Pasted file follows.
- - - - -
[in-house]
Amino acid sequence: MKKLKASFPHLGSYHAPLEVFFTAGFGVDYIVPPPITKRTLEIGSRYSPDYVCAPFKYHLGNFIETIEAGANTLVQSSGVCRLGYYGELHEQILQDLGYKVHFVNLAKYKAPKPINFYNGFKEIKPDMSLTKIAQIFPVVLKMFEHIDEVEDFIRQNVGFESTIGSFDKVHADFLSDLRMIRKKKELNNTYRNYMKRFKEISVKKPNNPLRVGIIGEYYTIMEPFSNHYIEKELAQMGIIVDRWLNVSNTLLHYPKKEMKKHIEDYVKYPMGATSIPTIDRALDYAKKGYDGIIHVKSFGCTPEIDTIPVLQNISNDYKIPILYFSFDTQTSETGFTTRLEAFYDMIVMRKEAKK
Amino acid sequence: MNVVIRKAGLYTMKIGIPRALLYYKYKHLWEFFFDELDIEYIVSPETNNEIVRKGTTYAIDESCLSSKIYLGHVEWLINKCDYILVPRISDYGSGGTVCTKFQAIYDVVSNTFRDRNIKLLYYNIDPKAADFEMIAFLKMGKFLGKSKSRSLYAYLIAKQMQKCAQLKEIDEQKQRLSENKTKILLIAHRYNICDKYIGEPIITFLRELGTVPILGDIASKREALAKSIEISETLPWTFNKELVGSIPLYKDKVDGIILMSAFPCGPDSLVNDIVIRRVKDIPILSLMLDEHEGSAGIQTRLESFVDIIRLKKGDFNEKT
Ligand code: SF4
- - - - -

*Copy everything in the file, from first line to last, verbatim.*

[in-house]
Amino acid sequence: MKKLKASFPHLGSYHAPLEVFFTAGFGVDYIVPPPITKRTLEIGSRYSPDYVCAPFKYHLGNFIETIEAGANTLVQSSGVCRLGYYGELHEQILQDLGYKVHFVNLAKYKAPKPINFYNGFKEIKPDMSLTKIAQIFPVVLKMFEHIDEVEDFIRQNVGFESTIGSFDKVHADFLSDLRMIRKKKELNNTYRNYMKRFKEISVKKPNNPLRVGIIGEYYTIMEPFSNHYIEKELAQMGIIVDRWLNVSNTLLHYPKKEMKKHIEDYVKYPMGATSIPTIDRALDYAKKGYDGIIHVKSFGCTPEIDTIPVLQNISNDYKIPILYFSFDTQTSETGFTTRLEAFYDMIVMRKEAKK
Amino acid sequence: MNVVIRKAGLYTMKIGIPRALLYYKYKHLWEFFFDELDIEYIVSPETNNEIVRKGTTYAIDESCLSSKIYLGHVEWLINKCDYILVPRISDYGSGGTVCTKFQAIYDVVSNTFRDRNIKLLYYNIDPKAADFEMIAFLKMGKFLGKSKSRSLYAYLIAKQMQKCAQLKEIDEQKQRLSENKTKILLIAHRYNICDKYIGEPIITFLRELGTVPILGDIASKREALAKSIEISETLPWTFNKELVGSIPLYKDKVDGIILMSAFPCGPDSLVNDIVIRRVKDIPILSLMLDEHEGSAGIQTRLESFVDIIRLKKGDFNEKT
Ligand code: SF4